Third Grade Reading Scores

Madison third graders rank BELOW the state-wide average for children in the advanced and proficient categories.
Nearly one-third of the African-American third graders read at basic or below. (And basic is below grade level.)
African-American third grades still trail white students by a substantial margin.
Schools at the bottom in 1978-79 are still at the bottom in 2004-2005.
Click here to view an Excel file with eight years of reading scores.

Reading isn’t just something nice that kids should learn. It’s critical. Based on the most recent third grade reading test results, we can say with absolute certainty that one-third of the the tested third graders will not succeed in school! That’s unacceptable.
The Board of Education should include among its goals an immediate review of the MMSD’s reading programs to throw out the unscientific practices and replace them with curriculum based on research outlined by Professor Mark Seidenberg below.

4 thoughts on “Third Grade Reading Scores”

  1. Of Mr. Blume’s 13 top-ranked schools, the free/reduced lunch (FRL) percentage (8 yr mean) ranges from 11-30%. Of the 14 bottom-ranked, FRL ranges from 38-64% (with 2 exceptions: O.R.=20% and Muir=24%). A cursory look at the data indicate that economic status exerts a powerful influence on aggregate school reading scores. In Mr. Blume’s world, one would look to Van Hise (FRR=11%) to inform instructional practices at Mendota (FRR=60%) and Lincoln (64%).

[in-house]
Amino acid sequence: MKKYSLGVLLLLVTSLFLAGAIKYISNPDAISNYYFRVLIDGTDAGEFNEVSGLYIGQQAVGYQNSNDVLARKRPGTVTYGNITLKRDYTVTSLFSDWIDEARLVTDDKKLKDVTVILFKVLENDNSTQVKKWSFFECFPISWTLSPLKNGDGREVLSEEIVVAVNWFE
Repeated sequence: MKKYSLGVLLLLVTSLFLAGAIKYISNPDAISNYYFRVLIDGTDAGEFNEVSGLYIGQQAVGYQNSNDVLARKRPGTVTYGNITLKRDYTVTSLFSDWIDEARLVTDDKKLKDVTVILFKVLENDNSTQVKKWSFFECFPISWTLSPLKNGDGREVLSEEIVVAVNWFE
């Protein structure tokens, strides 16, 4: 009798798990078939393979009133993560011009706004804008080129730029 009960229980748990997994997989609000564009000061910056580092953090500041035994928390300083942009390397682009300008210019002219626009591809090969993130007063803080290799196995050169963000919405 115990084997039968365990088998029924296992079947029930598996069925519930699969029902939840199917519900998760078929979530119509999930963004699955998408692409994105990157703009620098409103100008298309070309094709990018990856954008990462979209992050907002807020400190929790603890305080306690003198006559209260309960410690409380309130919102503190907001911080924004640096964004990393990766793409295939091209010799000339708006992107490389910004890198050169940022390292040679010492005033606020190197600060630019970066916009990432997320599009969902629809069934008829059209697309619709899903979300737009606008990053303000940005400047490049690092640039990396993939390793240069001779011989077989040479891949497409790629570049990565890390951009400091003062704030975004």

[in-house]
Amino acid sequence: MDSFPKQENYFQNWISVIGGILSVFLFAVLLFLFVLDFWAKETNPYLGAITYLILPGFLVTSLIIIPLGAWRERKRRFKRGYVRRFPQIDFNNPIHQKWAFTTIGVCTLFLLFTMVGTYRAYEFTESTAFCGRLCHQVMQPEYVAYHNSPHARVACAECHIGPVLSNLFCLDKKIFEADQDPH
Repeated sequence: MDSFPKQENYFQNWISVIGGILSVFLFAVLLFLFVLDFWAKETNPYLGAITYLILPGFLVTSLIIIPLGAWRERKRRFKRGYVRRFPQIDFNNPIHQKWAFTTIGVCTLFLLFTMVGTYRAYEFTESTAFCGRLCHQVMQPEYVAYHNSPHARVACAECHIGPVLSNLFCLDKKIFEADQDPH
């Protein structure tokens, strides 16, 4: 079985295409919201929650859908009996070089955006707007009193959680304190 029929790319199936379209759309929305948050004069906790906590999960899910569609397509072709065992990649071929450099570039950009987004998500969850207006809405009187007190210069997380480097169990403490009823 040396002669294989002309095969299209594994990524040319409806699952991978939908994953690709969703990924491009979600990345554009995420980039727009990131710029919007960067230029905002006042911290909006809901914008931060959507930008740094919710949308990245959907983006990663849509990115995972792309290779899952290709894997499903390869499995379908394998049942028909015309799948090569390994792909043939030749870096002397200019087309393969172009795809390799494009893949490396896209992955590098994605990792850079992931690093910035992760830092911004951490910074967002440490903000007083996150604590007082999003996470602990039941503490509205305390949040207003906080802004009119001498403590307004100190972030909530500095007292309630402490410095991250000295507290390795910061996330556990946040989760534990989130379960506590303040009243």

A more serious analysis would begin by noting that nearly all kids who fall below proficient are also low-income. If one were then to begin to look for noteworthy instructional models by measuring school performance based exclusively on the reading outcomes of FRL kids, the rankings would be vastly different. Many higher-income schools (Elvehjem, Kennedy, V.H., Gompers, Stephens) would sink in the rankings while many lower-income schools would rise (Mendota, Lincoln, Lowell, Thoreau, Hawthorne). Adjustment for special education and ESL students would more precisely identify the good and poor performers among MMSD’s elementary schools.
    The powerful and predictable influence of family income on educational outcomes is well known. To ignore it while comparing economically disparate schools is, to put it charitably, simply not useful.
    Relentless, superficial criticism tends to crowd out insight.

  2. Thanks, Niel, for your comments.
    Your argument boils down to saying that low-income kids can’t learn, and that’s just not true. A low-income kid can learn just as well as any other income kid, if the instruction is based on a scientifically proven curriculum.
    MMSD third graders have been in school since kindergarten, and I expect the MMSD to teach them how to read whether they’re poor or rich. You correctly point out that the figures show that the MMSD fails to teach low-income kids. If the MMSD would adopt one or more appropriate reading curricula, those low-income kids could be reading at grade level in third grade.

  3. In looking at the third and fourth grade scores when they first came out this spring, I noticed Falk and Huegel (both high low income…the two highest in there attendance area) did rather well…even higher than some non-SAGE MMSD schools in the district.
    THAT data does not agree with the statement that “figures show that the MMSD fails to teach low-income kids”
    A balance of income in all our schools would provide an ease of analysis, by providing equal playing fields.

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